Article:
Ilya Somin


Born
in Saint Petersburg, Russian Federation
June 07, 1973


Professor at the George Mason University School of Law, an adjunct scholar at the Cato Institute, a blogger for Volokh Conspiracy, and a former co-editor of the Supreme Court Economic Review (2006 to mid-2013).

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In the process, they harm both consumers and workers seeking opportunity.
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Published on December 12, 2017 18:43 • 1 view
Average rating: 3.78 · 125 ratings · 17 reviews · 17 distinct works
Democracy and Political Ign...

3.62 avg rating — 69 ratings — published 2013 — 9 editions
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The Grasping Hand: "Kelo v....

4.15 avg rating — 13 ratings — published 2015 — 5 editions
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Supreme Court Economic Revi...

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it was amazing 5.00 avg rating — 2 ratings — published 2009
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Stillborn Crusade: The Trag...

3.50 avg rating — 2 ratings — published 1996 — 6 editions
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Supreme Court Economic Revi...

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it was amazing 5.00 avg rating — 1 rating — published 2013
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Supreme Court Economic Revi...

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it was amazing 5.00 avg rating — 1 rating — published 2012
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Supreme Court Economic Revi...

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it was amazing 5.00 avg rating — 1 rating — published 2011
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Supreme Court Economic Revi...

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it was amazing 5.00 avg rating — 1 rating — published 2010
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Research Handbook on the Ec...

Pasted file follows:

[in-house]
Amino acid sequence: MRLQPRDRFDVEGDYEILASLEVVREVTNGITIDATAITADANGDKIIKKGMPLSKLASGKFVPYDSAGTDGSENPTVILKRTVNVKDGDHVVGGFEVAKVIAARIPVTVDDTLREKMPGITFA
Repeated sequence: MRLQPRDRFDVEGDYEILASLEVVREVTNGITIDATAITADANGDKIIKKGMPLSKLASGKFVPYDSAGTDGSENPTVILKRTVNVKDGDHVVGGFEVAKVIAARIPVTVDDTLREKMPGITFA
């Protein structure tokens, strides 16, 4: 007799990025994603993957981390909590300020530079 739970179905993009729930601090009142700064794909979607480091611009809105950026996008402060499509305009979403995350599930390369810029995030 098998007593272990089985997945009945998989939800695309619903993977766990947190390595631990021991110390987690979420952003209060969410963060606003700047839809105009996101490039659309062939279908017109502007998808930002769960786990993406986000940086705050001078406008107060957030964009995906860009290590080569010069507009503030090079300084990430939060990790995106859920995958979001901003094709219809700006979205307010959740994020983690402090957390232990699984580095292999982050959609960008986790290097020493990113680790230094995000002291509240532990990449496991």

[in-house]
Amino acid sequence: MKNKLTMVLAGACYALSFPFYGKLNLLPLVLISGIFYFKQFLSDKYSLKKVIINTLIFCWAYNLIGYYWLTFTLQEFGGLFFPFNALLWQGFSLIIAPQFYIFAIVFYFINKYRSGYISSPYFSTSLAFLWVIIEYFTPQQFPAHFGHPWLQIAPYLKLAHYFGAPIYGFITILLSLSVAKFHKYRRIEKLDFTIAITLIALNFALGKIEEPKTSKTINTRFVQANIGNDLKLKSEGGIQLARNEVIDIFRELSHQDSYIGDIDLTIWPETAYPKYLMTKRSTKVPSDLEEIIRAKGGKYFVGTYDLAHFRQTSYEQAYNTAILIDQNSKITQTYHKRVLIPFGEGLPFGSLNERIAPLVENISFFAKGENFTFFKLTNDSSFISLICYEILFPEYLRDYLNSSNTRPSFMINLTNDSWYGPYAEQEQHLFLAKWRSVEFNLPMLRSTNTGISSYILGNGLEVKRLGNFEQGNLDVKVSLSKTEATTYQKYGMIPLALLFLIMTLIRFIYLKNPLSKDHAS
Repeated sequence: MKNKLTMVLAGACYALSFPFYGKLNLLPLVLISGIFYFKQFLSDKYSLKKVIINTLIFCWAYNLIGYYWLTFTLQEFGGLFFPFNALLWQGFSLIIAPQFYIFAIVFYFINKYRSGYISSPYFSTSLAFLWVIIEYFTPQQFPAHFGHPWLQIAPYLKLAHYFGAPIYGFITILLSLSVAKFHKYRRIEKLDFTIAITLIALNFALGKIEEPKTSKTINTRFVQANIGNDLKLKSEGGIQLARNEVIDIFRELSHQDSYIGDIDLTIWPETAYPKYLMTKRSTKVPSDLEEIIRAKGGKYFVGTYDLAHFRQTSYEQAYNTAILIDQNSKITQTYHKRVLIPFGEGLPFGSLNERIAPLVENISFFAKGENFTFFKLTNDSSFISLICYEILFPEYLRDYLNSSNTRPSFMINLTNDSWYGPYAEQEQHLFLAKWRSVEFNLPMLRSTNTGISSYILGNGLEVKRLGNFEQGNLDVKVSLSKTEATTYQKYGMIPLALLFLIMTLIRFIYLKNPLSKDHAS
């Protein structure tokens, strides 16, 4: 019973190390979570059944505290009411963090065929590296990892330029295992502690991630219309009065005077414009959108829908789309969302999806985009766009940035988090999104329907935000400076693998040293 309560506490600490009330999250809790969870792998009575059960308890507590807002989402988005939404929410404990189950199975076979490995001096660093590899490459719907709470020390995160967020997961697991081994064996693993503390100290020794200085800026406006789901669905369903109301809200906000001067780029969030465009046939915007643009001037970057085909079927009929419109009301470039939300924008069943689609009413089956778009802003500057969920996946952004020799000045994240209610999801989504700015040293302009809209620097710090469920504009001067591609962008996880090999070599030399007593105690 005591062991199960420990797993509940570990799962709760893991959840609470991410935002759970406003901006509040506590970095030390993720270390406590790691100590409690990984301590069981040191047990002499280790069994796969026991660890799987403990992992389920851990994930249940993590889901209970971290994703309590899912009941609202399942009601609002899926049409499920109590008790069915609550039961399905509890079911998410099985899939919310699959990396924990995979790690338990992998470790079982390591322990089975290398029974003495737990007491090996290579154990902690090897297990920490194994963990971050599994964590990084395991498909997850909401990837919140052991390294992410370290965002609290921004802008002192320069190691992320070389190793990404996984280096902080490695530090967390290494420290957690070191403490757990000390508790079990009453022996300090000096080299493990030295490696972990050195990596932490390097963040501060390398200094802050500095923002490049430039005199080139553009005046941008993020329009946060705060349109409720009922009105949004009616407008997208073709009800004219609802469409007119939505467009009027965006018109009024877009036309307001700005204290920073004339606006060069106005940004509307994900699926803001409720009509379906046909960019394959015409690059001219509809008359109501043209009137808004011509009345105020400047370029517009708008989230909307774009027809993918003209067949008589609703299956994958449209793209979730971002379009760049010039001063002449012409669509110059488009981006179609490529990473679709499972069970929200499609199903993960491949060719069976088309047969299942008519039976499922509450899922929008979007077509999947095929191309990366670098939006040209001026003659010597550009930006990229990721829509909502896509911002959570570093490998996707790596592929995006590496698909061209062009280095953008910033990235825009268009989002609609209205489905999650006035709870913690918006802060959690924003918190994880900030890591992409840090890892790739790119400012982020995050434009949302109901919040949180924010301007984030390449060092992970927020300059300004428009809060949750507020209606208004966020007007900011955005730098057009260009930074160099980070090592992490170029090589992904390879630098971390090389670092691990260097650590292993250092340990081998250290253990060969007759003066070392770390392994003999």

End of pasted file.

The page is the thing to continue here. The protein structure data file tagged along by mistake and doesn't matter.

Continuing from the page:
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The Supreme Court Economic ...

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“The key difference between foot voting and ballot box voting is that foot voters don’t have the same incentive to be rationally ignorant as ballot box voters do. In fact, they have strong incentives to seek out useful information. They also have much better incentives to objectively evaluate what they do learn. Unlike political fans, foot voters know they will pay a real price if they do a poor job of evaluating the information they get...
The informational advantages of foot voting over ballot box voting strengthen the case for limiting and decentralizing government. The more decentralized government is, the more issues can be decided through foot voting. It is usually much easier to vote with your feet against a local government than a state government, and much easier to do it against a state than against the federal government.
It is also usually easier to foot vote in the private sector than the public. A given region is likely to have far more private planned communities and other private sector organizations than local governments. Choosing among the former usually requires far less in the way of moving costs than choosing among the latter.
Reducing the size of government could also alleviate the problem of ignorance by making it easier for rationally ignorant voters to monitor its activities. A smaller, less complicated government is easier to keep track of.”
Ilya Somin

“There are people who learn political information for reasons other than becoming better voters. Just as sports fans love to follow their favorite teams even if they cannot influence the outcomes of games, so there are also “political fans” who enjoy following political issues and cheering for their favorite candidates, parties, or ideologies.

Unfortunately, much like sports fans, political fans tend to evaluate new information in a highly biased way. They overvalue anything that supports their preexisting views, and to undervalue or ignore new data that cuts against them, even to the extent of misinterpreting simple data that they could easily interpret correctly in other contexts. Moreover, those most interested in politics are also particularly prone to discuss it only with others who agree with their views, and to follow politics only through like-minded media.”
Ilya Somin

“There is no easy solution to the problem of political ignorance. But we can significantly mitigate it by making more of our decisions by “voting with our feet” and fewer at the ballot box. Two types of foot voting have important informational advantages over ballot box voting. The first is when we vote with our feet in the private sector, by choosing which products to buy or which civil society organizations to join. The other is choosing what state or local government to live under in a federal system - a decision often influenced by the quality of those jurisdictions’ public policy.”
Ilya Somin



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